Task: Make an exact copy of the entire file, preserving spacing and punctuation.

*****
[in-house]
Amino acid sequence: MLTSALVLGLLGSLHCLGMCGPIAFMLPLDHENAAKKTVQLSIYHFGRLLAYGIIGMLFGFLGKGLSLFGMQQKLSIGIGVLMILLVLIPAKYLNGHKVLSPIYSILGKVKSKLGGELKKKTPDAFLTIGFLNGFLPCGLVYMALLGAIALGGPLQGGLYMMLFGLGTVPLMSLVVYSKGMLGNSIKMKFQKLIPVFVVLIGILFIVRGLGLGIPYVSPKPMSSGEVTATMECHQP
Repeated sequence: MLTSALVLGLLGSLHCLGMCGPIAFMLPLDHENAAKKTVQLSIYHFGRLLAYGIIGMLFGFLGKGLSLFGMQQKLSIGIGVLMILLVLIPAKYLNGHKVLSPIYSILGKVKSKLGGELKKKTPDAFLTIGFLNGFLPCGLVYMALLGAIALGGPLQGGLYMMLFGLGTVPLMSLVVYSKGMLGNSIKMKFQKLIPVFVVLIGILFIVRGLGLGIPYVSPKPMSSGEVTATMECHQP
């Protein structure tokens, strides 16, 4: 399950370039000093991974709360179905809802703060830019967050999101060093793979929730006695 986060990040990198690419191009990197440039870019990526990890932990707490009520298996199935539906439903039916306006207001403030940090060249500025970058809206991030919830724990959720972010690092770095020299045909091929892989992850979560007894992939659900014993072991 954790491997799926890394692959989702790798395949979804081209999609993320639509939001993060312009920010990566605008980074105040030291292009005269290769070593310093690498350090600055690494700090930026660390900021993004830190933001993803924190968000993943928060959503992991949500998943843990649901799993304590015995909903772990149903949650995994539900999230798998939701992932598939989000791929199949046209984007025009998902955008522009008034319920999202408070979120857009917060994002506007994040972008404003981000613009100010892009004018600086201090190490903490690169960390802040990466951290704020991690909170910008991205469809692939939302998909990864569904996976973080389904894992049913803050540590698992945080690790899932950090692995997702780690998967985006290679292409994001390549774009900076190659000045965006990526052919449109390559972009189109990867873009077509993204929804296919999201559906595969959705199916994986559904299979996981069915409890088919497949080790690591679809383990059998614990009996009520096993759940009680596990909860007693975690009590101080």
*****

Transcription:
[in-house]
Amino acid sequence: MLTSALVLGLLGSLHCLGMCGPIAFMLPLDHENAAKKTVQLSIYHFGRLLAYGIIGMLFGFLGKGLSLFGMQQKLSIGIGVLMILLVLIPAKYLNGHKVLSPIYSILGKVKSKLGGELKKKTPDAFLTIGFLNGFLPCGLVYMALLGAIALGGPLQGGLYMMLFGLGTVPLMSLVVYSKGMLGNSIKMKFQKLIPVFVVLIGILFIVRGLGLGIPYVSPKPMSSGEVTATMECHQP
Repeated sequence: MLTSALVLGLLGSLHCLGMCGPIAFMLPLDHENAAKKTVQLSIYHFGRLLAYGIIGMLFGFLGKGLSLFGMQQKLSIGIGVLMILLVLIPAKYLNGHKVLSPIYSILGKVKSKLGGELKKKTPDAFLTIGFLNGFLPCGLVYMALLGAIALGGPLQGGLYMMLFGLGTVPLMSLVVYSKGMLGNSIKMKFQKLIPVFVVLIGILFIVRGLGLGIPYVSPKPMSSGEVTATMECHQP
């Protein structure tokens, strides 16, 4: 399950370039000093991974709360179905809802703060830019967050999101060093793979929730006695 986060990040990198690419191009990197440039870019990526990890932990707490009520298996199935539906439903039916306006207001403030940090060249500025970058809206991030919830724990959720972010690092770095020299045909091929892989992850979560007894992939659900014993072991 954790491997799926890394692959989702790798395949979804081209999609993320639509939001993060312009920010990566605008980074105040030291292009005269290769070593310093690498350090600055690494700090930026660390900021993004830190933001993803924190968000993943928060959503992991949500998943843990649901799993304590015995909903772990149903949650995994539900999230798998939701992932598939989000791929199949046209984007025009998902955008522009008034319920999202408070979120857009917060994002506007994040972008404003981000613009100010892009004018600086201090190490903490690169960390802040990466951290704020991690909170910008991205469809692939939302998909990864569904996976973080389904894992049913803050540590698992945080690790899932950090692995997702780690998967985006290679292409994001390549774009900076190659000045965006990526052919449109390559972009189109990867873009077509993204929804296919999201559906595969959705199916994986559904299979996981069915409890088919497949080790690591679809383990059998614990009996009520096993759940009680596990909860007693975690009590101080």